​​Balancing work and study

A guide to holding down a full-time job whilst pursuing a higher degree

I managed to navigate the course of a Master’s degree by thesis with relative ease. I met with my supervisor bimonthly, and she was grateful for my diligence and commitment. I could never quite understand, therefore, how some of my peers wouldn’t work on their theses for months, or why they actively avoided meetings with their supervisors.

If someone had told me then that I would become one of those students, I would never have believed it. Indeed, when I was awarded a scholarship to complete my doctorate, and once the initial elation of the honour passed, I was unprepared for the nagging insistence that I was tired. I was tired of researching, I was tired of being holed up in a room on my own for hours, and even days at a time, and I was tired of having to sacrifice so much for something that felt all-consuming. These realisations would only come much later, though, along with the understanding that the scholarship felt increasingly like a yoke around my neck.

I enrolled for a PhD while employed full-time as an educational publisher. I was totally unprepared for the whole gamut of strain I had inadvertently signed up for, and often wished that someone could have prepared me for what seemed an impossible juggle. I decide to write this article in the hope that I can at least spare some of you the angst I endured.

Make no mistake: this decision means an incredibly difficult journey for most people. You will feel demotivated, stressed, panicked, and absolutely desperate at times, but you will also find consolation, encouragement, and a commitment to continue in the most unlikely of places, and at the most unlikely periods of your life. Before you embark, though, and even if you’re halfway through, you need to ask yourself these five crucial questions:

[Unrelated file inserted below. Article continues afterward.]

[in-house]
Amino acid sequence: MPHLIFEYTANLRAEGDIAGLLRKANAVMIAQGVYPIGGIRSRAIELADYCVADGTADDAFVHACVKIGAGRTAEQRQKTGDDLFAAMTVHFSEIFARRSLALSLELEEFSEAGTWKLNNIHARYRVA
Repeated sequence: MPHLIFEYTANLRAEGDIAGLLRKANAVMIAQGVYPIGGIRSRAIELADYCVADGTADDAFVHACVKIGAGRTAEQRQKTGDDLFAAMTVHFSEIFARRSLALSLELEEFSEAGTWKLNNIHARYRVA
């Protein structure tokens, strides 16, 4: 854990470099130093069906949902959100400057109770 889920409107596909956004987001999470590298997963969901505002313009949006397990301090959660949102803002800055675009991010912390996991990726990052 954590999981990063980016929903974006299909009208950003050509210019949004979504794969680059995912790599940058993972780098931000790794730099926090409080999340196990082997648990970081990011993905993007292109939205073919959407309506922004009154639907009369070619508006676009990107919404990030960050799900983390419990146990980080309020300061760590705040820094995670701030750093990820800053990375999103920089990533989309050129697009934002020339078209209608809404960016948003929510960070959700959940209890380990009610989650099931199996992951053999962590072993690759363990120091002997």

1) Why am I doing this?

You need to be absolutely sure why you’ve decided to pursue your study. Are you hoping to advance your career? Do you wish to return to academe? Are you interested in research? Once you’re sure you understand your reasons, you’ll need to decide whether they’re motivation enough to see you through four or more years of study.

2) Can I afford the strain my decisions are going to take (or are taking) on my personal and collegial relationships?

There is a deep-rooted fallacy that circulates some organisations, and which has become ingrained in the minds of the middle-class: the work-life balance. As Organisational Development Practitioner, Kim Street, explains: “There is no such thing as the ‘work-life balance’ – work is part of your life, and even though you spend a lot of time there, it should not enjoy primacy over your relationships, social activities, studies, and community involvement.”

The same concept should be applied to your studies: you must have balance, and if you find the juggling act too hard, or too detrimental, you need to reassess the situation.

3) How do I find time to work and study?

This is closely linked to the point above, but, in short, you will need to make time to study or research. Do you work best in the mornings or in the evenings? Can you commit to starting your day a few hours earlier, or extending it a few hours into the evening? Will you commit your weekends to study, and if so, how many hours will you need to put in to ensure you meet your deadlines? Are your family and friends prepared to spend less time with you, and have you explained to them why you can’t attend every social engagement?